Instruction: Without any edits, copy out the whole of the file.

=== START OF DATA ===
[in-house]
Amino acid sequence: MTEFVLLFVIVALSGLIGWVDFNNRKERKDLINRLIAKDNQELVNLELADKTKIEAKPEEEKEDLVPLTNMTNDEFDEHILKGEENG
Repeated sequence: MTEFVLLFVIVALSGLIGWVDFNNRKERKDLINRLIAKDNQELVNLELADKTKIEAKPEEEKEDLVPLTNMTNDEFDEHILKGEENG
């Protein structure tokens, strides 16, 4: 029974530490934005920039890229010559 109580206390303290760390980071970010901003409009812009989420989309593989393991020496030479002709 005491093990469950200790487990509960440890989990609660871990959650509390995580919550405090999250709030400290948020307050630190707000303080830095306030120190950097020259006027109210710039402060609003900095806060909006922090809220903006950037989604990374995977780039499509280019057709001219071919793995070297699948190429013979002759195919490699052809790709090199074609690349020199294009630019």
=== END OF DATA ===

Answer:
[in-house]
Amino acid sequence: MTEFVLLFVIVALSGLIGWVDFNNRKERKDLINRLIAKDNQELVNLELADKTKIEAKPEEEKEDLVPLTNMTNDEFDEHILKGEENG
Repeated sequence: MTEFVLLFVIVALSGLIGWVDFNNRKERKDLINRLIAKDNQELVNLELADKTKIEAKPEEEKEDLVPLTNMTNDEFDEHILKGEENG
């Protein structure tokens, strides 16, 4: 029974530490934005920039890229010559 109580206390303290760390980071970010901003409009812009989420989309593989393991020496030479002709 005491093990469950200790487990509960440890989990609660871990959650509390995580919550405090999250709030400290948020307050630190707000303080830095306030120190950097020259006027109210710039402060609003900095806060909006922090809220903006950037989604990374995977780039499509280019057709001219071919793995070297699948190429013979002759195919490699052809790709090199074609690349020199294009630019």